Kegan and Lahey have found based on 15 years of working with hundreds of managers in a variety of companies have led them to a surprising yet deceptively simple conclusion. Resistance to change does not reflect opposition, nor is it merely a result of inertia, even as people hold a sincere commitment to change, many people are unwittingly applying productive energy toward a hidden competing commitment.

Thus they have developed a process they have called an x-ray, which is a three-stage process to help people and organisations figure out what’s getting in the way of what they are trying to change or achieve.

The Process

So I thought I would provide a summary of my mini workshop and the key points that I have found to be effective and which seems to resonate with participants. Note, an effective workshop is determined by be as a result of the amount of engagement and follow up questions that I receive during and after the workshop.








Today’s challenges require new thinking – but how do we develop new thinking?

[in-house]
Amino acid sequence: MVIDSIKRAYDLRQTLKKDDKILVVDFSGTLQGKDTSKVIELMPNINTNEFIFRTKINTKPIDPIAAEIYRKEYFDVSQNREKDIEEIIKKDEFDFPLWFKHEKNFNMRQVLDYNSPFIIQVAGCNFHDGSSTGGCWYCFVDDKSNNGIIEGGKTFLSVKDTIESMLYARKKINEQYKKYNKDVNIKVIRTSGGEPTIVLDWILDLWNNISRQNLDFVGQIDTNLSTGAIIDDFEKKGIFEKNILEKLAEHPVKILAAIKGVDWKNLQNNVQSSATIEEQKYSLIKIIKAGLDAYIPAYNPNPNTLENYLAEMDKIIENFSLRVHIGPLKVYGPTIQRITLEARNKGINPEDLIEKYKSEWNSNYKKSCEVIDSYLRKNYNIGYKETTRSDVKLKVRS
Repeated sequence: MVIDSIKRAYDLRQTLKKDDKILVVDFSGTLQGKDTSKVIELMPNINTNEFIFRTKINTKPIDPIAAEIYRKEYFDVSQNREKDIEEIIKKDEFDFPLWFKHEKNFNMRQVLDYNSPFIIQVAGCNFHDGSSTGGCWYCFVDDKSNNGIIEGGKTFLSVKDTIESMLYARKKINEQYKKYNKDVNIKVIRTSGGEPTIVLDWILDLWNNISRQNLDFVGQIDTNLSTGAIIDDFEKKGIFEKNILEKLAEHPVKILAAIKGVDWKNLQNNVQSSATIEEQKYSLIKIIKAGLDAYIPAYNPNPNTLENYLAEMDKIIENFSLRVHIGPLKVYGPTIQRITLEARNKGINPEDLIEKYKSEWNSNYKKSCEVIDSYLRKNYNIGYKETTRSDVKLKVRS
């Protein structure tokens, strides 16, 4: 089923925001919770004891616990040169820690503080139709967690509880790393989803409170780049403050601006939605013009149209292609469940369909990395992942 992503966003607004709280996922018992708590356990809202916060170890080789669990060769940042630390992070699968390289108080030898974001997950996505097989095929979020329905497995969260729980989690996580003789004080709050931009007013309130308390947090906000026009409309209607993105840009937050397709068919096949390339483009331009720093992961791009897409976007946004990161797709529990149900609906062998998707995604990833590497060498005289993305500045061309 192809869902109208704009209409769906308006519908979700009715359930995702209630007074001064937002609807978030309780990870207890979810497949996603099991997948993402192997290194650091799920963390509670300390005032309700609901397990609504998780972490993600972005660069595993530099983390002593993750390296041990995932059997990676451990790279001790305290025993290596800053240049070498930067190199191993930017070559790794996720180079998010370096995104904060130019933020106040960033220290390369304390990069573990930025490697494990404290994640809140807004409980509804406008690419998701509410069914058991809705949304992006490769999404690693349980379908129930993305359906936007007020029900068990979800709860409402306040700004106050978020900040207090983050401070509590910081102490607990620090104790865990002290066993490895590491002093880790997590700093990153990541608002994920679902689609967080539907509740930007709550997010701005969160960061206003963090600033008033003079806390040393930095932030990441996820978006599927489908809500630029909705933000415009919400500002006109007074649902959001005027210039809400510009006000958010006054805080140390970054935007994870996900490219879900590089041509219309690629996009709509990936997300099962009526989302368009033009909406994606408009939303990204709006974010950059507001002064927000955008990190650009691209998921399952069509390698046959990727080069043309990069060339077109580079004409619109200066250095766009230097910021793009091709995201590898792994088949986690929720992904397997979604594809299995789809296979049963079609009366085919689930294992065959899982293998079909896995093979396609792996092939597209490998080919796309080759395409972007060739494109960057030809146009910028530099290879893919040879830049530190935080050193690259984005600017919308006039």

Explain a number of tools that they can learn and use that will help them think about how they think.


Mental Models

Exercise – Arm Wrestle

Purpose is to get them to arm wrestle a colleague to see how many times they can win. Many people default to a mental model of strength and competition. Only a few work to together and cooperate so both can win. We all have implicit mental models and I have found this is a good way to bring this to the fore and increase the participation and energy in the room.



Exercise – picture of an old lady and a young lady

Group discussions on what people see. Purpose is to highlight that people with similar backgrounds can have different perspectives on what they see. Our perceptions create our reality and so helping them learn some ontological humility.


Ladder of Inference

Helping people understand how they create reality and the introduction of reflection

The ladder of Inference developed by Chris Aygris helps people begin to understand how their assumptions and beliefs form how they make sense of their world and the actions they take.


Introduction to the Immunity To Change Process

Showing a YouTube video of Robert Kegan I have found to be an effective way of building credibility and reinforcing the outcomes.